c.1885 - Private with good conduct stripe | Gwulo: Old Hong Kong

c.1885 - Private with good conduct stripe

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c.1885 - Private with good conduct stripe
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Subject: [Update: Not a lance coporal at all. The strip signifies good conduct - see comments below.]
Lance corporal. I believe he's a lance corporal from the single stripe on his sleeve, but please correct me if I'm wrong. I can't sport any other identifying items to help work out who he was.
Photographer: Wing Chong
Format: carte de visite
Date: c.1885. The back of the card gives the photographer's address as "No. 74, Queen's Road, Upstairs. Opposite the Central Market." Wing Chong was there in 1885 (see https://gwulo.com/node/31857)

Photo courtesy of The Pottinger Hong Kong hotel.

Date picture taken (may be approximate): 
Thursday, January 1, 1885

Comments

Despite having served for 27 years in the Territorial Army, the insignia leaves me scratching my head!  The only time I remember seeing inverted chevrons was on the cuff of the Drum Major, but he had four.

The National Army Museum (www.nam.ac.uk) is likely to be a better source of information than me!  They have a "contact us" page at https://www.nam.ac.uk/contact-nam

 

Thanks Paul, I've since learned I was way off with my "lance corporal" guess!

Ron, James and Martin emailed me to explain that stripes showing soldiers' rank all point down. A soldier could also receive stripes pointing up for good conduct - with additional stripes as the years passed. Here's James Fell's explanation:

It's a good conduct stripe for good conduct during service in the Regular Army by an enlisted man. The insignia was a points-up chevron of NCO's lace worn on the lower sleeve of the uniform jacket. It was given to Privates and Lance Corporals for 2, 6, 12, or 18 years' service without being subject to formal discipline. A further stripe was awarded for every 5 years of good service after the 18th (23-, 28-, 33-, 38-, 43-, or 48 years). If the soldier had never had their name written in the Regimental Conduct Book, they earned the 4th, 5th, 6th, and 7th stripes after 16-, 21-, 26-, and 32 years respectively.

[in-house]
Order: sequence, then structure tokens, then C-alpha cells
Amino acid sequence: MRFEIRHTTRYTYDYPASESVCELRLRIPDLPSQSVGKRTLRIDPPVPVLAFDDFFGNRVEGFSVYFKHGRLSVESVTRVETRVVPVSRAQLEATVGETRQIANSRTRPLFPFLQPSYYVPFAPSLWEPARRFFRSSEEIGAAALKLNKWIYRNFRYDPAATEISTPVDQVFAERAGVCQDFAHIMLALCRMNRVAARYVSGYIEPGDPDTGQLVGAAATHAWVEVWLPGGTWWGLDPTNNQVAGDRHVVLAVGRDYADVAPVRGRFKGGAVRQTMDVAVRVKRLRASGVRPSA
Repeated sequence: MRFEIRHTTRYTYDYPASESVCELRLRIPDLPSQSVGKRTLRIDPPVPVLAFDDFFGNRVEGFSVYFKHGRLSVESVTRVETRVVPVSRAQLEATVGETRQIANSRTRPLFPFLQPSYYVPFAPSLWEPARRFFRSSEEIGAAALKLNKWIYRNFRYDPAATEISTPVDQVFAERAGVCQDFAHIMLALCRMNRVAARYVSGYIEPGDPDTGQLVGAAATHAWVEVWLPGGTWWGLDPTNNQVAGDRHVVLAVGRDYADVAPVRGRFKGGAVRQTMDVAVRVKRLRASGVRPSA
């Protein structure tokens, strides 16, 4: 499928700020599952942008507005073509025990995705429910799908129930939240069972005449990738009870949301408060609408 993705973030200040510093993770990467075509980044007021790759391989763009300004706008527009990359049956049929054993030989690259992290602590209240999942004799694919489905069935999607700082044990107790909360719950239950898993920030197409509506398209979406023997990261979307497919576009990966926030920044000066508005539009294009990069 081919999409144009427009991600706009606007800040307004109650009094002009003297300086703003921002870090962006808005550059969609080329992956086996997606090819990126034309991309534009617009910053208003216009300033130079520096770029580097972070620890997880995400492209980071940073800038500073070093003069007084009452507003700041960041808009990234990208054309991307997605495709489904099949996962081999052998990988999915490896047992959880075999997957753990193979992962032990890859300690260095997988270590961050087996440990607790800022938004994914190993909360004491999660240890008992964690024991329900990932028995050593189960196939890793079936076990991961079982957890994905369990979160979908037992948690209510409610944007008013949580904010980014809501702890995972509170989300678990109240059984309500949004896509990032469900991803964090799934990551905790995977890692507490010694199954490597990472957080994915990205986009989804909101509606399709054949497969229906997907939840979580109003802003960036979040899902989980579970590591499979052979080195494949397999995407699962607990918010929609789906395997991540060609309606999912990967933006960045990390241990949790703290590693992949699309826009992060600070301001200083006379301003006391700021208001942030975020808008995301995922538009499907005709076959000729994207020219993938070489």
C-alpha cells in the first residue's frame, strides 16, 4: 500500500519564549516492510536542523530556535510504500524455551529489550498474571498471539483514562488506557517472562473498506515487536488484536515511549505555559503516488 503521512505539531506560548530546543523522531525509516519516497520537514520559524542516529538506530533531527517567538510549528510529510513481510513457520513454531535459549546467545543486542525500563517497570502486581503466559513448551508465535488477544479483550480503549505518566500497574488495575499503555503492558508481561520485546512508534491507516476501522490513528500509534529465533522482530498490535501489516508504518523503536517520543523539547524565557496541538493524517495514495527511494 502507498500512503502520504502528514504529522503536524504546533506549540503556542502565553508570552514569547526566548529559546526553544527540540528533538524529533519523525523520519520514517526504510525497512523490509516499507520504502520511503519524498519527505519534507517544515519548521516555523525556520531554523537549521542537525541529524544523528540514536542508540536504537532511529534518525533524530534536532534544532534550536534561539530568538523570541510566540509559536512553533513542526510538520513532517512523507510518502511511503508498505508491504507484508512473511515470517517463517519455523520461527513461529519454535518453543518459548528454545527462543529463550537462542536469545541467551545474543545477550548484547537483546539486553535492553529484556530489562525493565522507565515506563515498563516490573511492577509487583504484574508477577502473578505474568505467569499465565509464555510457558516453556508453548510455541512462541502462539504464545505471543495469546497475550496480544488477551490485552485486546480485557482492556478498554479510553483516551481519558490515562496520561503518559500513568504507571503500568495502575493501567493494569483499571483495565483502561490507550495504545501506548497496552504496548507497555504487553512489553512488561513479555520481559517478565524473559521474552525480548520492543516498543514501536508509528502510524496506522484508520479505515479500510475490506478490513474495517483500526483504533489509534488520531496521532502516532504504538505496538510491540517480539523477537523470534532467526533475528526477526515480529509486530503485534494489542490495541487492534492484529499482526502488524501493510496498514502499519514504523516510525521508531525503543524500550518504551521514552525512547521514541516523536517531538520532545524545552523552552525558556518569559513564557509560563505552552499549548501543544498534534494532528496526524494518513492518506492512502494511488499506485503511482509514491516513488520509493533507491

So we're looking at a Private who'd had between 2-5 years of good conduct.

I wondered if the fact there isn't any badge visible on his hat meant anything. This article about pith helmets says it was common to have no badge, so it doesn't tell us anything more about this man:

One major misconception of the Foreign Service Helmet is that these all had the unit plates on the front. No doubt, this is due to movies such as “Zulu,” starring Michael Caine and Stanley Baker. But in fact, most of the Foreign Service Helmets never were fitted with helmet plates or any form of badges while being used by the British Army, and almost certainly not on campaign.